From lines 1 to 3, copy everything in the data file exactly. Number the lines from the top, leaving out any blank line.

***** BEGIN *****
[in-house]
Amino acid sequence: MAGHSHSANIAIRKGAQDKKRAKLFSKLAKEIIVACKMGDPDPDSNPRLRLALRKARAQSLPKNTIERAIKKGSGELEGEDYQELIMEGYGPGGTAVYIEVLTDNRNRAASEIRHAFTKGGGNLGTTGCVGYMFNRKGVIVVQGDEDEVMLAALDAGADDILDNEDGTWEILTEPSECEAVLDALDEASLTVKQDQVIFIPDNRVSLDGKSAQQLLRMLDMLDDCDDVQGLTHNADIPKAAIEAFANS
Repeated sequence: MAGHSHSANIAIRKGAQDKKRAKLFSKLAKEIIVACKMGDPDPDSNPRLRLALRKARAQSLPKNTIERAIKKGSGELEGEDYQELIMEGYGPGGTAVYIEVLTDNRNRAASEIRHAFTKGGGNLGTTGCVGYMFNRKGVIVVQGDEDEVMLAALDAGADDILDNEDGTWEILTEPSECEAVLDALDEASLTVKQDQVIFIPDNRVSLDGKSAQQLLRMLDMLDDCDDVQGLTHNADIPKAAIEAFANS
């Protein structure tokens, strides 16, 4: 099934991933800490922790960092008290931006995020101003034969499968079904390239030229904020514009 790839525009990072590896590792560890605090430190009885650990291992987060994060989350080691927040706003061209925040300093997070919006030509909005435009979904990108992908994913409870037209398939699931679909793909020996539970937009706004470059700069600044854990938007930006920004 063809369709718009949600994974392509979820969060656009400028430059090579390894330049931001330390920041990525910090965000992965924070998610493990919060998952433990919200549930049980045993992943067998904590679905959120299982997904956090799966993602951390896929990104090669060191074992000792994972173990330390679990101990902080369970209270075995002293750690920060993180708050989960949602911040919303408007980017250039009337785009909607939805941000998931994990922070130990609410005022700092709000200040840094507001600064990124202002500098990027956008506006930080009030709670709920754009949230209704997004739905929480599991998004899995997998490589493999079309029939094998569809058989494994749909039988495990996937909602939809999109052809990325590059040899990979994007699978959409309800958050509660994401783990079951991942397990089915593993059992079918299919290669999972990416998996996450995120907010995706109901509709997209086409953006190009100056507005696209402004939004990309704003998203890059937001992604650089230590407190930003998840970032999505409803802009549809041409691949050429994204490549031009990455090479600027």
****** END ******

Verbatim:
[in-house]
Amino acid sequence: MAGHSHSANIAIRKGAQDKKRAKLFSKLAKEIIVACKMGDPDPDSNPRLRLALRKARAQSLPKNTIERAIKKGSGELEGEDYQELIMEGYGPGGTAVYIEVLTDNRNRAASEIRHAFTKGGGNLGTTGCVGYMFNRKGVIVVQGDEDEVMLAALDAGADDILDNEDGTWEILTEPSECEAVLDALDEASLTVKQDQVIFIPDNRVSLDGKSAQQLLRMLDMLDDCDDVQGLTHNADIPKAAIEAFANS
Repeated sequence: MAGHSHSANIAIRKGAQDKKRAKLFSKLAKEIIVACKMGDPDPDSNPRLRLALRKARAQSLPKNTIERAIKKGSGELEGEDYQELIMEGYGPGGTAVYIEVLTDNRNRAASEIRHAFTKGGGNLGTTGCVGYMFNRKGVIVVQGDEDEVMLAALDAGADDILDNEDGTWEILTEPSECEAVLDALDEASLTVKQDQVIFIPDNRVSLDGKSAQQLLRMLDMLDDCDDVQGLTHNADIPKAAIEAFANS